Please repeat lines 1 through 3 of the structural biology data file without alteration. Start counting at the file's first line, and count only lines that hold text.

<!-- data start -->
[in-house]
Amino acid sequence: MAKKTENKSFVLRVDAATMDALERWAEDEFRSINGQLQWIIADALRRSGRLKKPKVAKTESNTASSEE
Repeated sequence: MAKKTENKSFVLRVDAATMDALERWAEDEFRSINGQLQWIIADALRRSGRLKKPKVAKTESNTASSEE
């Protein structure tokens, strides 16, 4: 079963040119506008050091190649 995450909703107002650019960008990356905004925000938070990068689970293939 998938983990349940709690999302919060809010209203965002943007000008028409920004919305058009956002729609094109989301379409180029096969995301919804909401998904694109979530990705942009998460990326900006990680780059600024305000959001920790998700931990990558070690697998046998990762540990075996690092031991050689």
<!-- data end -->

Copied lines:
[in-house]
Amino acid sequence: MAKKTENKSFVLRVDAATMDALERWAEDEFRSINGQLQWIIADALRRSGRLKKPKVAKTESNTASSEE
Repeated sequence: MAKKTENKSFVLRVDAATMDALERWAEDEFRSINGQLQWIIADALRRSGRLKKPKVAKTESNTASSEE